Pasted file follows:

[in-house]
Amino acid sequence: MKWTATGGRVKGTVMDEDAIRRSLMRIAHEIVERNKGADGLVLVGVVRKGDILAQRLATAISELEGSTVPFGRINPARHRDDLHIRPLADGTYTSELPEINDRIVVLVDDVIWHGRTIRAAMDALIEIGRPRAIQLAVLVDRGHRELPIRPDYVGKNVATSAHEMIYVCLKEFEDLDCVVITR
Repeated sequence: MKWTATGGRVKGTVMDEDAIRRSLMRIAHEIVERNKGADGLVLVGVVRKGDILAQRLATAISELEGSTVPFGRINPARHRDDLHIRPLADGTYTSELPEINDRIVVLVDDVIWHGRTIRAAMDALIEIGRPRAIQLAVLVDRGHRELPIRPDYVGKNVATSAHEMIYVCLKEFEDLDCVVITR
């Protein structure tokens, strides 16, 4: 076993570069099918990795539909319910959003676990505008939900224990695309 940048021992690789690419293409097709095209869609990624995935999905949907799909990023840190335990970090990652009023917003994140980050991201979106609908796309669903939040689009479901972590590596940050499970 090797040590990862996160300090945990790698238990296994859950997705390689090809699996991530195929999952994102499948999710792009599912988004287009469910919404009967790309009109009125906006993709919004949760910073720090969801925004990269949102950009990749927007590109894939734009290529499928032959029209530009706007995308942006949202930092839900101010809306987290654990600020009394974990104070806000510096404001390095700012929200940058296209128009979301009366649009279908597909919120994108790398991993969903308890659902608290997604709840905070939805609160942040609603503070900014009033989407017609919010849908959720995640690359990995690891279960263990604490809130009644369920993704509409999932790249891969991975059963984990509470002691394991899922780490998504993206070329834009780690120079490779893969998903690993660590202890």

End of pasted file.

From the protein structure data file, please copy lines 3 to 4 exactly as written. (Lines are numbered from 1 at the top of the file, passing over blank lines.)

Repeated sequence: MKWTATGGRVKGTVMDEDAIRRSLMRIAHEIVERNKGADGLVLVGVVRKGDILAQRLATAISELEGSTVPFGRINPARHRDDLHIRPLADGTYTSELPEINDRIVVLVDDVIWHGRTIRAAMDALIEIGRPRAIQLAVLVDRGHRELPIRPDYVGKNVATSAHEMIYVCLKEFEDLDCVVITR
């Protein structure tokens, strides 16, 4: 076993570069099918990795539909319910959003676990505008939900224990695309 940048021992690789690419293409097709095209869609990624995935999905949907799909990023840190335990970090990652009023917003994140980050991201979106609908796309669903939040689009479901972590590596940050499970 090797040590990862996160300090945990790698238990296994859950997705390689090809699996991530195929999952994102499948999710792009599912988004287009469910919404009967790309009109009125906006993709919004949760910073720090969801925004990269949102950009990749927007590109894939734009290529499928032959029209530009706007995308942006949202930092839900101010809306987290654990600020009394974990104070806000510096404001390095700012929200940058296209128009979301009366649009279908597909919120994108790398991993969903308890659902608290997604709840905070939805609160942040609603503070900014009033989407017609919010849908959720995640690359990995690891279960263990604490809130009644369920993704509409999932790249891969991975059963984990509470002691394991899922780490998504993206070329834009780690120079490779893969998903690993660590202890």